#1 Agile In a Nutshell

One team

Also, Agile is really big on this concept of one team. There is no analysis, developer, or QA team. There’s one team. Committed to working together for the duration of the project, doing whatever it takes to make the project a success. Kind of like a mini-startup.

Roles blur

Quality is a team responsibility. Developers test. Testers can do analysis, and UX designers can track and set expectations. People still have core skills (like programming or testing), but they are empowered and given the freedom to use their own innate talents and help out however best they can and are no longer limited by a single title or role.

Adaptive planning

Another big difference is Adaptive Planning. We’d all like our project plans to look like this. But we are all know they often look a lot more like this.

When reality changes, Agile changes the plan. And the preferred way is to flex on scope.

And the preferred way to update our plans is to flex on scope

Agile’s not big on pushing out deadlines, asking for more money, or dropping quality. We ship the best product we can with the time and money we’ve got and we do it by being flexible on scope.

Working software is the primary measure of success

Finally, while documents and plans are sometimes a necessary form or waste, we never lose sight the one thing of value we produce when on a software project - the software.

Working software is the primary measure of sucess.

It’s what we ride into battle with. It’s what we deploy into production. It’s what our customers pay us for, and it’s the most reliable way to measure progress.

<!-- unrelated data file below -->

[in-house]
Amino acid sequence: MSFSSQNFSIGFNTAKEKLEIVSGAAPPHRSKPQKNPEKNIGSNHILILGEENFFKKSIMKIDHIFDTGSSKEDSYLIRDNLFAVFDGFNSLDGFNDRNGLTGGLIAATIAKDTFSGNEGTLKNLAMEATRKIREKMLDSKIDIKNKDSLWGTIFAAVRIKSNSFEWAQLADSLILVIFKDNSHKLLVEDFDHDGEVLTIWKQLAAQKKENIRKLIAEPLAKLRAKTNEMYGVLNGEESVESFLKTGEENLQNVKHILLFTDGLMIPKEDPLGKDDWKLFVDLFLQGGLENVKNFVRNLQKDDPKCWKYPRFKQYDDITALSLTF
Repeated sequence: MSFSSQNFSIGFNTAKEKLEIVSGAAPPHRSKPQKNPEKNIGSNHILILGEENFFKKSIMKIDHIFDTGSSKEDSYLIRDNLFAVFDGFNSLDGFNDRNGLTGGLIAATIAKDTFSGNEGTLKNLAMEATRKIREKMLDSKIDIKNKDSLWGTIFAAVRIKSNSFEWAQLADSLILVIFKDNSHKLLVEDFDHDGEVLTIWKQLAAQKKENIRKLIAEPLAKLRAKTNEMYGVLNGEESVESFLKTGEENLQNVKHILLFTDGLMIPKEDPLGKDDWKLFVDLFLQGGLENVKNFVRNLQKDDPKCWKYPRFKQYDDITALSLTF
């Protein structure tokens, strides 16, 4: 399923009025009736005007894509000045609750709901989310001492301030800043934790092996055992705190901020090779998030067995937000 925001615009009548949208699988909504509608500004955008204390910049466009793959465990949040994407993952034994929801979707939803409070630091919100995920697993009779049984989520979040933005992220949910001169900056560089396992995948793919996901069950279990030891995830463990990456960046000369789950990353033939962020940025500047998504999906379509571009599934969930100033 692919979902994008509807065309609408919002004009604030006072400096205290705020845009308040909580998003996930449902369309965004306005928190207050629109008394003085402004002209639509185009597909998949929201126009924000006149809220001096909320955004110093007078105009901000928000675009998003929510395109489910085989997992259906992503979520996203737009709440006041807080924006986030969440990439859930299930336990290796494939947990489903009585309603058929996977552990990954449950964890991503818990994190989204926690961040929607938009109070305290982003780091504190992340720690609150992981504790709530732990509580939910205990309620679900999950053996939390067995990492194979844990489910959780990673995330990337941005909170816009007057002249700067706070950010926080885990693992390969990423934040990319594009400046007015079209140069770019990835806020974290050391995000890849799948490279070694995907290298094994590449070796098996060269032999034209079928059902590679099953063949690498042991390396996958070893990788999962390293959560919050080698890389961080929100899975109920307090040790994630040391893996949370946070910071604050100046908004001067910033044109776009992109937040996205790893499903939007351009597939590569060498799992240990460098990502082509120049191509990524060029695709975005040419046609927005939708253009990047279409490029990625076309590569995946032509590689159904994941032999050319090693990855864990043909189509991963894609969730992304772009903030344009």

Deliver something of value every week

What would give you greater confidence that your team is deliverying, working software? Or documentation and plans.

When you ask yourself how can I deliver something of value every week you be forced to do certain things:

You will have to prioritize.
You will have to break things down.
You will have to test.
You will have to get feedback.
You will have to adapt the plan as you go.

All good things for your project.

And don’t get stressed out about it being one week. Take two or three. Just timebox your deliver cycles, break things down, and start delivering.

Starting doing these 4 software engineering practices today

  • Unit testing
  • Refactoring
  • Continuous Integration
  • Test Driven Development

Accept these three simple truths.

  1. It’s impossible to gather all the requirements at the start of a project.
  2. The ones we do gather are guaranteed to change.
  3. And that there will always be more to do than time and money will allow.